Al-Ahram: A Diwan of contemporary life (479)
In 1930 Mohamed Sidqi was the first Egyptian pilot to fly from Berlin to Cairo. Through the pages of Al-Ahram, Professor Yunan Labib Rizk*
uncovers the popular excitement at Sidqi's arrival and the unfortunate
disappointment he was to face
So read the opening verses of a lengthy poem by the "Prince of Poets", Ahmed Shawqi, appearing on Al-Ahram's front-page on 31 January 1930. The occasion: the festivities in honour of Mohamed Sidqi, the first Egyptian pilot to fly from Berlin to Cairo. The pilot's success in steering his small, two-engine craft across that considerable distance was a cause for national celebration.
In early November of the previous year, the Egyptian Embassy in Berlin wired home to the Ministry of Foreign Affairs that an Egyptian who had acquired his flying certificate in Germany intended to fly from Berlin to Cairo. The telegraph asked for the necessary permit to enter Egyptian air space and land.
In Cairo, the request was turned over to the Ministry of Transport, where it triggered a dispute between the British aviation adviser to the ministry, Major Long, and the Egyptian under-secretary of that ministry. The British adviser felt that the flight would imperil the pilot's life whereas the Egyptian official, who favoured granting permission, felt that such fears were exaggerated.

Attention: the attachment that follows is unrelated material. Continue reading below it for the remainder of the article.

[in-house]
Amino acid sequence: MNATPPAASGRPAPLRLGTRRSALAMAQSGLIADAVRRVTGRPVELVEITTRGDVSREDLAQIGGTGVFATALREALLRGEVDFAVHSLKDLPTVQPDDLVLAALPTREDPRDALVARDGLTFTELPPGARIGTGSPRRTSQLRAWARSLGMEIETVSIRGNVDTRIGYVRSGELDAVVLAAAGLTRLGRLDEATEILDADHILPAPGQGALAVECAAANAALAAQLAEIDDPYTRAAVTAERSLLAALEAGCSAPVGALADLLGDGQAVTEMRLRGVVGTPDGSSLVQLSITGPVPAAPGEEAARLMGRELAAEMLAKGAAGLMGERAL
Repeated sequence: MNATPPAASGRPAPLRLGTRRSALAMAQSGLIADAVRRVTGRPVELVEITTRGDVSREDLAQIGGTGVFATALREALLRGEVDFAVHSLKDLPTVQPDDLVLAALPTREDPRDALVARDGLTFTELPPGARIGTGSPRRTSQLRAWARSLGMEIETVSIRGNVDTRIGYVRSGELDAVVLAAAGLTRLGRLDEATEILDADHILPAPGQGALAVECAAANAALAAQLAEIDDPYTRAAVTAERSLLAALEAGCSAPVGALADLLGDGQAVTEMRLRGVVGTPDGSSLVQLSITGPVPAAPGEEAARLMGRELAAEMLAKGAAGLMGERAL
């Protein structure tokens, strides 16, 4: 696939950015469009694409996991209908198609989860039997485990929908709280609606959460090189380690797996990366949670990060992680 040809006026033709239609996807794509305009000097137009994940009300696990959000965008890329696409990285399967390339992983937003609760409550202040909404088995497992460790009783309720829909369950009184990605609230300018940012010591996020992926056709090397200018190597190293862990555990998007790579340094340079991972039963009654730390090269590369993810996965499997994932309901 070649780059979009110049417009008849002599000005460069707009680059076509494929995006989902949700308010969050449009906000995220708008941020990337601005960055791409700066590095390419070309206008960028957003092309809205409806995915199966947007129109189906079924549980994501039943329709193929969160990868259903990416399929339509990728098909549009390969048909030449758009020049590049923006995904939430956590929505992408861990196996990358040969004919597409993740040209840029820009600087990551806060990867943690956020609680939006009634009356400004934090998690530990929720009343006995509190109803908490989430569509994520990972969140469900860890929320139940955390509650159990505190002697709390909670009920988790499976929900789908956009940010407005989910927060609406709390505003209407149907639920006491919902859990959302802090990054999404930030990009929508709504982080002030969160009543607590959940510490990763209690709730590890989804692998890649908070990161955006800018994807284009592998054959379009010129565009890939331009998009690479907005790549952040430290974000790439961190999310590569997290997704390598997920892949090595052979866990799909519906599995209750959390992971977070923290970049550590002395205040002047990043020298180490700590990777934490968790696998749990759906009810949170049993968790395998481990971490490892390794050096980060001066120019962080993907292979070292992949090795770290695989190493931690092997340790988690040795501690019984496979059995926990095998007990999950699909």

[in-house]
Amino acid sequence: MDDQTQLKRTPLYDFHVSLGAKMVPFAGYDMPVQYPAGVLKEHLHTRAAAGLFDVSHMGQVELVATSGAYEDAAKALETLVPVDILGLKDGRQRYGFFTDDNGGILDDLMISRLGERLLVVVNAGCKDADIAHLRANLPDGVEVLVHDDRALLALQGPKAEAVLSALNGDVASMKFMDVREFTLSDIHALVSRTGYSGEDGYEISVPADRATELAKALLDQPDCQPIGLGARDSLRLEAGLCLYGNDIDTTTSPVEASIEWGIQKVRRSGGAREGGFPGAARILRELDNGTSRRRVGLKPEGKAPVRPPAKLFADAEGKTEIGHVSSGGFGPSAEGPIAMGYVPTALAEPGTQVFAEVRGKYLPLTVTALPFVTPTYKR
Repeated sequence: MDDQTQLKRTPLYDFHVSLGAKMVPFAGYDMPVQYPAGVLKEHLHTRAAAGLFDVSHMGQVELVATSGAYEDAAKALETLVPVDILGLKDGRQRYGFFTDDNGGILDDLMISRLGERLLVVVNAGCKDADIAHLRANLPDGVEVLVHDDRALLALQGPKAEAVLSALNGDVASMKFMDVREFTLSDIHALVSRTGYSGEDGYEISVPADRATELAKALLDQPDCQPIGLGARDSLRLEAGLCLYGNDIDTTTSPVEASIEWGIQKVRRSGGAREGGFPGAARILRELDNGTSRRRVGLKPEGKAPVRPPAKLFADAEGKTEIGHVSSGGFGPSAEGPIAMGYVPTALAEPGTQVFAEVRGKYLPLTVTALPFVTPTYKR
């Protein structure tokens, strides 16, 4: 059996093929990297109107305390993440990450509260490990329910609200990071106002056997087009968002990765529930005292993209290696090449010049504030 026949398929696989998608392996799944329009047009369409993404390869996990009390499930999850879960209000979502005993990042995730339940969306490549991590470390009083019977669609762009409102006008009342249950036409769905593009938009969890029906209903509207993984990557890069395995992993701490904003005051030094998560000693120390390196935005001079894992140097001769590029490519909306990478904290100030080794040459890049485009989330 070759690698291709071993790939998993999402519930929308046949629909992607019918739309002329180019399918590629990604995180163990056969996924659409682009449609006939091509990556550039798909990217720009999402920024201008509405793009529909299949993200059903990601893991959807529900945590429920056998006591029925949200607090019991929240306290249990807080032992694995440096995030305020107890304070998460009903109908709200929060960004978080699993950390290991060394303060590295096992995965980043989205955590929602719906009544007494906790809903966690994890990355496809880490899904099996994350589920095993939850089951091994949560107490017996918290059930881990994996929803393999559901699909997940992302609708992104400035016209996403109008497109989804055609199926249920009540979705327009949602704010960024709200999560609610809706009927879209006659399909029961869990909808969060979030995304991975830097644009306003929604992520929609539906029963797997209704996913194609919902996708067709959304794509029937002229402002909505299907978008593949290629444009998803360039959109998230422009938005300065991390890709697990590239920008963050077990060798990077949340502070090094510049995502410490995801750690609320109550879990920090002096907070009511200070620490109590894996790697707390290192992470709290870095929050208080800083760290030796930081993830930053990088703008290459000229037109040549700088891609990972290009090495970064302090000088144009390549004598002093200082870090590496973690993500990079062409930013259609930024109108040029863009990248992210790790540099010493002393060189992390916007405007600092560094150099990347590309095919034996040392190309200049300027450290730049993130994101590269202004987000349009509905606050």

Al-Ahram echoed the opinion of the Egyptian. Indeed, it was none other than the famous social commentator and poet, Mayy Ziyadah, who took up the defence of the Egyptian pilot's ambitions on the pages of the newspaper. "Other peoples' pilots are represented in the air. How long must the skies await Egyptian eagles?" the headline of her article asked. She could not understand why the Egyptian government was being so slow to approve Sidqi's request when it had readily "opened the skies of the country" to airplanes piloted by foreigners. The first of these, she reminded readers, was the French pilot Florian, who had landed in Cairo over a decade and a half before, in 1913.
Ultimately the Foreign Ministry caved in before the persistence of Sidqi and his supporters. It announced that permission would be granted, but only on the condition that he had a sufficient period of training. He would have to "take hundreds of flights under different conditions and in countries other than Germany, so that he can be able to calculate and adjust his course in various climates and weather conditions". Sidqi did as required after which Long had no choice but to grant his approval.